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The USA and the Convention on the Law of the Sea

Will the USA really ratify the UN Convention for the Law of the Sea (UNCLOS)? This question has preoccupied much of the law-related public debate in the USA during the recent days. After the Senate Foreign Relations Committee (SFRC) on Wednesday last week (31 October) voted 17 to 4 in support of recommending the Senate to accede to the UNCLOS, the issue seems to have caught the interest of the various presidential candidates as well. Apparently, all republican candidates have now spoken out against the UNCLOS. Initially, only Mike Huckabee was against the ratification of the treaty, calling it “one of the defining issues of our time”. But now all republican candidates have made it clear that they do not support the treaty, calling it a threat to US sovereignty and fundamentally flawed (for a summary see this article in the NY-Times).

This stance is somewhat interesting considering that the Bush administration (read President Bush’s endorsement of the UNCLOS here), the US military (especially of course the Navy), NGOs and the industry (in particular the oil and gas companies) have expressed support of the UNCLOS.

At least one of the republican candidates, namely John McCain, expressed the possibility of supporting the ratification of the treaty in the near future: “I think that we need a Law of the Sea. (…) I think it’s important, but I have not frankly looked too carefully at the latest situation as it is, but it would be nice if we had some of the provisions in it. But I do worry a lot about American sovereignty aspects of it, so I would probably vote against it in its present form.” Considering that Senator McCain did support the UNCLOS in the past (see his statement in the SFRC hearing in 2003) his – as well as other candidates’ – current stance against the UNCLOS may simply be seen as a means to raise support for his candidacy, i.e. as a position motivated by domestic politics only. Unfortunately I did not check on the position of the democratic presidential candidates. However, since at least Barack Obama is a member of the SFRC himself, it is highly unlikely that any significant criticism of the UNCLOS will be found in the Democratic Party. Next stop then – the US Senate!

For more information take a look at the website of the Rule of Law Committee for the Oceans.

2 Comments

  1. James Harrison James Harrison 13 December 2007

    Playing devil’s advocate, does it really make a difference whether or not the US becomes a party to UNCLOS? As far as the substantive rules are concerned, the US accepted much of the Convention as a statement of customary international law back in 1983 – see [1983] 77 AJIL 619. Indeed, through its Freedom of Navigation programme, the US actively asserts the freedoms provided for in the Convention – see e.g. http://www.defenselink.mil/policy/sections/policy_offices/gsa/fon_fy00-03.html Of course, the US famously objected to the provisions on deep seabed mining but it subsequently participated in the negotiation of the Part XI Agreement which was concluded in 1994, radically revising the deep seabed regime. It is true that the US cannot become a Member of the International Seabed Authority until they accept the Convention, but they already actively participate in the work of the Authority as an observer … more so than many Members!! Perhaps the principal sticking point for the US is that accession to UNCLOS would entail the acceptance of the dispute settlement provisions in Part XV of the Convention. As we all know, the US is shy when it comes to international courts and tribunals… is this concern alone sufficient to keep the US out of the Convention?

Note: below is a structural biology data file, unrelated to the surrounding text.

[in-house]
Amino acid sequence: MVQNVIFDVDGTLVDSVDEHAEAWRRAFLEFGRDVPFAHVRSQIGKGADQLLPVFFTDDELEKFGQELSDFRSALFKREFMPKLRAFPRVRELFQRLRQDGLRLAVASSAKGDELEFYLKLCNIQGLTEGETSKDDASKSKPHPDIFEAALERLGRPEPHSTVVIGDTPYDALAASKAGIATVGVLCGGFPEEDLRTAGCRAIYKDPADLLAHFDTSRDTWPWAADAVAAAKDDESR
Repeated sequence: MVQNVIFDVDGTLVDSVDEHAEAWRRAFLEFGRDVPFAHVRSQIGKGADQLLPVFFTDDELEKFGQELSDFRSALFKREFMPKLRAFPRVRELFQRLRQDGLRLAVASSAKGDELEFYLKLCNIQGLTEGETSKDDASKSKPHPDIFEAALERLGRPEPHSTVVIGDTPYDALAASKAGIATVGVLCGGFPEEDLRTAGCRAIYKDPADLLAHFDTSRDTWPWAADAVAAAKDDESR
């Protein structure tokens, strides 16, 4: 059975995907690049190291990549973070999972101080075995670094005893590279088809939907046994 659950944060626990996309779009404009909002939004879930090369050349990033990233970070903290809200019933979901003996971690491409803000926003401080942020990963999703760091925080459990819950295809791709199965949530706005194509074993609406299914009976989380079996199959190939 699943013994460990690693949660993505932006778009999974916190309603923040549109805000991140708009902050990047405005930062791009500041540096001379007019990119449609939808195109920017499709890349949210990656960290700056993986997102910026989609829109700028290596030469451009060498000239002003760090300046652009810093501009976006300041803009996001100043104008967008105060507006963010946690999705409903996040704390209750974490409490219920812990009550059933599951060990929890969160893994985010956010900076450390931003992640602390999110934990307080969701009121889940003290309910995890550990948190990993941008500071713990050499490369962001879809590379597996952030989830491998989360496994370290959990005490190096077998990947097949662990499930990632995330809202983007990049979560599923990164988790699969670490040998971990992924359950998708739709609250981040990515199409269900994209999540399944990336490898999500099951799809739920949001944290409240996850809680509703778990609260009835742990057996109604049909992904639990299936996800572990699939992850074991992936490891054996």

2. Dominik Zimmermann Dominik Zimmermann 14 December 2007

    I guess there are indeed some hurdles that would argue for the US keeping out of the Convention. Eg the fact that the US would be responsible for appr. 25 percent of the budget of the Int. Seabed Authority while (probably) not having an equivalent right to say in matters before the Authority (just like in the UN). Furthermore the Authority might represent an uncontrollable financial transfer to developing States. The provisions on the settlement of disputes in Part XV of the Convention are likely to add to this overall perception of the UNCLOS. The question is, however, if these reasons really overweigh towards not becoming a party to the Convention. Probably not since these (and other) obstacles contained in the UNCLOS are no different than what can be found in post multilateral treaties.
    Notwithstanding the above mentioned, here’s a reason for why the US should indeed become a party as soon as possible. At the end of 2008 the term of several judges at the ITLOS will come to an end. Since only State Parties to the UNCLOS are able to nominate new members of the tribunal, perhaps it is in the interest of the US to become a party after all. Because if much of the contents of UNCLOS is customary international law – as is often claimed – then why not try to influence the system as much as possible?

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